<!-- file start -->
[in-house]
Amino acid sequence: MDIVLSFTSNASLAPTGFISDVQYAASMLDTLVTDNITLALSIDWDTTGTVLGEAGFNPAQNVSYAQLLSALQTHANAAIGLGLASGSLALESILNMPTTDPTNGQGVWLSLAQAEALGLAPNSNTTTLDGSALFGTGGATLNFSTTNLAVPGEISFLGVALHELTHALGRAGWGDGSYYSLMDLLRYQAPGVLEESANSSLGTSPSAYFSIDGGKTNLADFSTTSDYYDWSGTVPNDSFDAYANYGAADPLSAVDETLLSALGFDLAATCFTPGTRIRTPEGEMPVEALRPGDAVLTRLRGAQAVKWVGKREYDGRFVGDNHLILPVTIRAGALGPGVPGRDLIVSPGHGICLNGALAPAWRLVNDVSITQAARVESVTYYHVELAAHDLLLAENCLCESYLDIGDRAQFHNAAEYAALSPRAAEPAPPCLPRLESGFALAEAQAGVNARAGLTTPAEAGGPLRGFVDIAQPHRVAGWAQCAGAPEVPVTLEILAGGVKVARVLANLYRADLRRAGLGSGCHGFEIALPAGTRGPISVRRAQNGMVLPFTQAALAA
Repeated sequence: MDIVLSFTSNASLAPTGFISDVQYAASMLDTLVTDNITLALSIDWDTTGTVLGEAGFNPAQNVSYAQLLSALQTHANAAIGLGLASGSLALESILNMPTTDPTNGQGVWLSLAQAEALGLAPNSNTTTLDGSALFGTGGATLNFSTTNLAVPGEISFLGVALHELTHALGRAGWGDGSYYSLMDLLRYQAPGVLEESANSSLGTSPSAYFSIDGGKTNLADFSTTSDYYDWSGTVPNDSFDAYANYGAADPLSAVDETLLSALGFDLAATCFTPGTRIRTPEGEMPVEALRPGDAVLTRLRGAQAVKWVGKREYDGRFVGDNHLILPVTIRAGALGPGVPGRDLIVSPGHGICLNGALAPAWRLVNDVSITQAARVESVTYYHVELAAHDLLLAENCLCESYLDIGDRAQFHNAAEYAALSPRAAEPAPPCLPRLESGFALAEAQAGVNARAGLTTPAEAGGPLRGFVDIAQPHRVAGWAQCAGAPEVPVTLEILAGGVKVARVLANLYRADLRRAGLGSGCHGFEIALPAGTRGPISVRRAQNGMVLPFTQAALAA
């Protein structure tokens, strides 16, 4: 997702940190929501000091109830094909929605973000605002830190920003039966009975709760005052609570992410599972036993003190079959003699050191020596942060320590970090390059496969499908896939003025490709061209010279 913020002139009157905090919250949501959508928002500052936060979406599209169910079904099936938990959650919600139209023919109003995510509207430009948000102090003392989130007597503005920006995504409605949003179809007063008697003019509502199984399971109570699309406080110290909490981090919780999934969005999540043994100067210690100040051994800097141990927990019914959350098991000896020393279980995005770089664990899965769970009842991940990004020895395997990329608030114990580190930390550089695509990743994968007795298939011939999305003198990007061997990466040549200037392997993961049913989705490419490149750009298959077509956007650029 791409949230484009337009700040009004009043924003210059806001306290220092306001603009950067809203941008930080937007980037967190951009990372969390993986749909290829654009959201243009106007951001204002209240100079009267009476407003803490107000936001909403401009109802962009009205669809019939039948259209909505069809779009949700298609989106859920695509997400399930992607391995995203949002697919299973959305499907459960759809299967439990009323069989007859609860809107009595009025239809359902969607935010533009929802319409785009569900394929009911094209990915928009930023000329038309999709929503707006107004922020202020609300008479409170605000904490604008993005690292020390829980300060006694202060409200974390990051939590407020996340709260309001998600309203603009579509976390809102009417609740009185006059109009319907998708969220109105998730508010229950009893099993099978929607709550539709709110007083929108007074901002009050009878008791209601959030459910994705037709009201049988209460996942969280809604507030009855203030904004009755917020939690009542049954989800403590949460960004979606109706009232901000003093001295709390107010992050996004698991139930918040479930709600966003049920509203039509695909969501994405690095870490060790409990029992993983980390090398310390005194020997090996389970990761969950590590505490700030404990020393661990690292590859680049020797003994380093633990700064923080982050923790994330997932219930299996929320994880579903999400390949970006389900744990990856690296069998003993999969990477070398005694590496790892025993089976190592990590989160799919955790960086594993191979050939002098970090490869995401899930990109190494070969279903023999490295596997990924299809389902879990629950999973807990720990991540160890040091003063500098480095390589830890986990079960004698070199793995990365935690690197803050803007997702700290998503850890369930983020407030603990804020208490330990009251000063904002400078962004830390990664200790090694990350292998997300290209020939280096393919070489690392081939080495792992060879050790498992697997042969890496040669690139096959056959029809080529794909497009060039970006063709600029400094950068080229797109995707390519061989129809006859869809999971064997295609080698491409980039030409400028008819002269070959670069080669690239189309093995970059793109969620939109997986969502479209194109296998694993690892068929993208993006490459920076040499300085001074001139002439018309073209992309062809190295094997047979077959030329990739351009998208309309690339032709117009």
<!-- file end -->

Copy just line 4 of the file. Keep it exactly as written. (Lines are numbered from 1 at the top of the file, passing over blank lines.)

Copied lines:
């Protein structure tokens, strides 16, 4: 997702940190929501000091109830094909929605973000605002830190920003039966009975709760005052609570992410599972036993003190079959003699050191020596942060320590970090390059496969499908896939003025490709061209010279 913020002139009157905090919250949501959508928002500052936060979406599209169910079904099936938990959650919600139209023919109003995510509207430009948000102090003392989130007597503005920006995504409605949003179809007063008697003019509502199984399971109570699309406080110290909490981090919780999934969005999540043994100067210690100040051994800097141990927990019914959350098991000896020393279980995005770089664990899965769970009842991940990004020895395997990329608030114990580190930390550089695509990743994968007795298939011939999305003198990007061997990466040549200037392997993961049913989705490419490149750009298959077509956007650029 791409949230484009337009700040009004009043924003210059806001306290220092306001603009950067809203941008930080937007980037967190951009990372969390993986749909290829654009959201243009106007951001204002209240100079009267009476407003803490107000936001909403401009109802962009009205669809019939039948259209909505069809779009949700298609989106859920695509997400399930992607391995995203949002697919299973959305499907459960759809299967439990009323069989007859609860809107009595009025239809359902969607935010533009929802319409785009569900394929009911094209990915928009930023000329038309999709929503707006107004922020202020609300008479409170605000904490604008993005690292020390829980300060006694202060409200974390990051939590407020996340709260309001998600309203603009579509976390809102009417609740009185006059109009319907998708969220109105998730508010229950009893099993099978929607709550539709709110007083929108007074901002009050009878008791209601959030459910994705037709009201049988209460996942969280809604507030009855203030904004009755917020939690009542049954989800403590949460960004979606109706009232901000003093001295709390107010992050996004698991139930918040479930709600966003049920509203039509695909969501994405690095870490060790409990029992993983980390090398310390005194020997090996389970990761969950590590505490700030404990020393661990690292590859680049020797003994380093633990700064923080982050923790994330997932219930299996929320994880579903999400390949970006389900744990990856690296069998003993999969990477070398005694590496790892025993089976190592990590989160799919955790960086594993191979050939002098970090490869995401899930990109190494070969279903023999490295596997990924299809389902879990629950999973807990720990991540160890040091003063500098480095390589830890986990079960004698070199793995990365935690690197803050803007997702700290998503850890369930983020407030603990804020208490330990009251000063904002400078962004830390990664200790090694990350292998997300290209020939280096393919070489690392081939080495792992060879050790498992697997042969890496040669690139096959056959029809080529794909497009060039970006063709600029400094950068080229797109995707390519061989129809006859869809999971064997295609080698491409980039030409400028008819002269070959670069080669690239189309093995970059793109969620939109997986969502479209194109296998694993690892068929993208993006490459920076040499300085001074001139002439018309073209992309062809190295094997047979077959030329990739351009998208309309690339032709117009």